The Wiltshire Impressionist

on Saturday, 29 April 2017. Posted in Archives, Art

Wilfrid Gabriel de Glehn has often been described as “one of England’s leading Impressionists” due to his ability to capture variations in sunlight and shadow as well as a painterly style and a feel for colour that perfectly captured his subject. He has been highlighted while researching for Creative Wiltshire, a Heritage Lottery Funded project and we discovered that we hold one of his pieces within the county; a portrait of Dr. Edwin Sloper Beaven dated 1939 and held at Dewey Museum in Warminster. (Ref. WAMDM:D4414)

 

However, while he was known for his portraits and received regular commissions, it is perhaps his landscapes that inform us of the man; often capturing a sense of place with huge accomplishment and care. He worked in oils or watercolours and travelled widely, so his subject matter is hugely varied and genuinely reflects his love of people and places.

In 1891 he was invited to assist in the murals for Boston library by Edwin Austin Abbey and so began his long association with America, leading to his marriage in 1904 to Jane Erin Emmet, cousin of the novelist Henry James. He also began a lifelong friendship with John Singer Sargent and the three often travelled together, painting side by side as they visited wonderful locations such as Venice, Rome, Corfu, Granada, St. Tropez and areas in the south of France along with locations closer to home, such as Hampshire, Wiltshire and Cornwall. Wilfrid and Jane settled in London, in Cheyne Walk, close to Sargent’s studio, and Wilfrid began to establish himself as a portrait painter, exhibiting at the Royal Academy and other private galleries in the early part of the 20th century.


 
His painting was interrupted by the First World War when he and his wife worked as orderlies in a French field hospital and this contrast with his earlier pre-war life had an impact on them both. He took time to return to painting after the war but had produced watercolour sketches during his experiences depicting patients resting in the landscape, playing cards and recuperating, and these demonstrate his eye for figures and a wonderful ability to capture a sense of place and nature.

Visits to France became part of the couple’s lifestyle; both had studied in Paris and they regularly returned to the city as well as favouring the area around Chartes, the Seine valley and Provence. Wilfrid’s portraiture work funded these summer trips to Europe and in turn fuelled his interest and love of landscape painting. Both he and Jane travelled with their artist’s tools and regularly set up their easels together to enjoy their painting. A love of the English countryside grew and Cornwall became a firm favourite, as well as Hampshire and the River Avon. A theme of castles brought de Glehn to Wardour Castle in the south of the county, and a visit to Downton led to them renting the rectory at Wilton during the 1920s and 1930s, introducing them both to the Wiltshire countryside. The rectory backed onto Wilton Park which provided de Glehn with more subject matter, and he became fascinated with the Palladian bridge spanning the River Nadder. He also painted Heale, a seventeenth century house owned by a friend and many of these paintings were shown at Wilfrid de Glehn’s exhibition at Knoedlers in 1935.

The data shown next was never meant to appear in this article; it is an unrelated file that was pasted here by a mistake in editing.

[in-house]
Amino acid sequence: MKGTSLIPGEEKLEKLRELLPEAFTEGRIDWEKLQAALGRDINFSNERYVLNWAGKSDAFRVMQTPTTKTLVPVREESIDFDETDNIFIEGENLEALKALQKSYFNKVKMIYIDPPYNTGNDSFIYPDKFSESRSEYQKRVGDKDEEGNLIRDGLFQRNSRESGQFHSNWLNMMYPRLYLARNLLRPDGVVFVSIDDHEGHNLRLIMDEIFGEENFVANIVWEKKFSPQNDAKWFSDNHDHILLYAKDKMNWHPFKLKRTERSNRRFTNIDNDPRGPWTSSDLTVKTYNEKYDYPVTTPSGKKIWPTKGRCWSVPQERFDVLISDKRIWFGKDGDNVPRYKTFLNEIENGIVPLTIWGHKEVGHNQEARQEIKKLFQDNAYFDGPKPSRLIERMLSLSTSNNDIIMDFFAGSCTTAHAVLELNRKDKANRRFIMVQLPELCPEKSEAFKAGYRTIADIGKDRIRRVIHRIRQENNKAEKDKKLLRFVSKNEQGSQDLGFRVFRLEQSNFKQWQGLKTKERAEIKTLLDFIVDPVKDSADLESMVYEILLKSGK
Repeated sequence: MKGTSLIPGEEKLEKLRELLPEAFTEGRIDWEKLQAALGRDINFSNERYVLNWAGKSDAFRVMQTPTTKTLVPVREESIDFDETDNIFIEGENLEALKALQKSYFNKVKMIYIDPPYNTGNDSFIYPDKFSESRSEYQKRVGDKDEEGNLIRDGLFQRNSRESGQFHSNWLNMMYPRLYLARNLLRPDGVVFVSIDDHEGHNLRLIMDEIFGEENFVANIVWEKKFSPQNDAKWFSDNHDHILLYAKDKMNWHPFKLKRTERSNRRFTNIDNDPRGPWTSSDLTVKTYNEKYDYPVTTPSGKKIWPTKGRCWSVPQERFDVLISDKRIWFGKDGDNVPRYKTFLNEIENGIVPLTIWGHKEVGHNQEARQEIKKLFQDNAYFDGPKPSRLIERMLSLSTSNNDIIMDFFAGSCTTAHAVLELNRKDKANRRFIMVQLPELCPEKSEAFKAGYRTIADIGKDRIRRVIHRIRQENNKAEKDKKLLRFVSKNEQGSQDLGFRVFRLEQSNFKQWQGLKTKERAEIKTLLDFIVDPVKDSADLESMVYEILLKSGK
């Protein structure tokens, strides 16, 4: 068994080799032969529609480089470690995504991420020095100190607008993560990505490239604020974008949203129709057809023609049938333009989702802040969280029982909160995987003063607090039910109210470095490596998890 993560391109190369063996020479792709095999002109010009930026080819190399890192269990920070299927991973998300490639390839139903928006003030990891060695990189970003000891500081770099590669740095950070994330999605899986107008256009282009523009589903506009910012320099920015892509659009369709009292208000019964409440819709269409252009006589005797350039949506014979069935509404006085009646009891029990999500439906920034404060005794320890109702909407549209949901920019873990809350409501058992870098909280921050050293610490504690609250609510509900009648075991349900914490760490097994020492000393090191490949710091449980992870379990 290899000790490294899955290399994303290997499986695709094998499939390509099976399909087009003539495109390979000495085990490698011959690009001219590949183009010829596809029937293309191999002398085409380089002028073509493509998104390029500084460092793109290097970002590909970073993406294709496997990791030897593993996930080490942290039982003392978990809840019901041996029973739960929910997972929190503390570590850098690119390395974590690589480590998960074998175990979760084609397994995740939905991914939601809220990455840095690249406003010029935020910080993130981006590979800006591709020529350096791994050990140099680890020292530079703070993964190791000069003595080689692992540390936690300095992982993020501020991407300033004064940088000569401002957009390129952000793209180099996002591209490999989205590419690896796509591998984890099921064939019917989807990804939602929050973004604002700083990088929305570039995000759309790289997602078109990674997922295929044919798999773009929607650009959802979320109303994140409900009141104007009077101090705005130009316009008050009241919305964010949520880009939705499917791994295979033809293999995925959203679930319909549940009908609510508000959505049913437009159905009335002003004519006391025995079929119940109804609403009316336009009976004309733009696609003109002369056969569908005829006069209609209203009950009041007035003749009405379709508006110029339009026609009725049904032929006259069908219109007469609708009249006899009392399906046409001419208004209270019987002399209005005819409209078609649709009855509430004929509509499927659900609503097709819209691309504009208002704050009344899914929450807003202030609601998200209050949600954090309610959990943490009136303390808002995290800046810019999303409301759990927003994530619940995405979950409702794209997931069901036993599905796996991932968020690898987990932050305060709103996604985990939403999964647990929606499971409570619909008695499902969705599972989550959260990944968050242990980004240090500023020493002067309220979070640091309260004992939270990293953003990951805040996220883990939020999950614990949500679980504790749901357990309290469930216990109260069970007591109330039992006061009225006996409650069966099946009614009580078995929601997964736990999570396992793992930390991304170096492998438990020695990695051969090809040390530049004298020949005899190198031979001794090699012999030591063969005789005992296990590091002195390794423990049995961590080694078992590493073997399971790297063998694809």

By 1941 the couple were searching for a new home, having lost Cheyne Walk, London in the Blitz and it was at this point that they bought the Manor House in Stratford Tony where they settled for the remainder of his life while still returning regularly to Provence.

 

In identifying such an interesting artist and researching his connection to Wiltshire the idea of a purchase began to evolve. Salisbury Museum was keen to represent the work of Wilfrid de Glehn and is the obvious place for one of his landscapes. Searching the art markets via our auction alerts we found a landscape entitled “Stratford Tony, Wiltshire”, painted in oils and with good provenance. There followed a period of assessment and valuation, involving Dendy Easton, one of the experts on the Antiques Roadshow, amongst others and finally we achieved our aim and purchased the painting at auction last year. There is a certain excitement about receiving an item like this from the carrier and after unwrapping we were not disappointed; the painting is beautiful, an impressionistic view of corn stooks and field landscape set amongst the elm trees, which were once so common in our Wiltshire landscape. There is nothing to compare with seeing a painting ‘in the flesh’; you at once connect with the artist and are transported to a captured moment, appreciating the amazing ability to create this emotion inside you with such simple brushstrokes and affinity with colour.

The Manor House at Stratford Tony had beautiful gardens close to the River Ebble and de Glehn often painted ‘en plein air’ (outside). This final period of his life was obviously influenced by his contentment at home with his garden and the countryside nearby and his inspiration was very much stimulated by his surroundings; the work produced at this time showing his great love of landscape. He is a perfect painter to add to our collections as part of this project and we consider this one of our most important additions. You will be able to see it on display at Salisbury Museum next year.

Wilfrid de Glehn died at Stratford Tony in May 1951; he is remembered as a kind and generous man, well known and respected amongst other British painters of the time and without doubt, our very own Wiltshire Impressionist.

Joy Bloomfield, Community History Advisor

The gardens at Stratford Tony are open by appointment through the year and as part of the National Gardens Scheme on selected dates
http://stratfordtony.co.uk/

For more information about the project
www.creativewilthisre.com

Leave a comment

You are commenting as guest.

logos1

Accredited Archive Service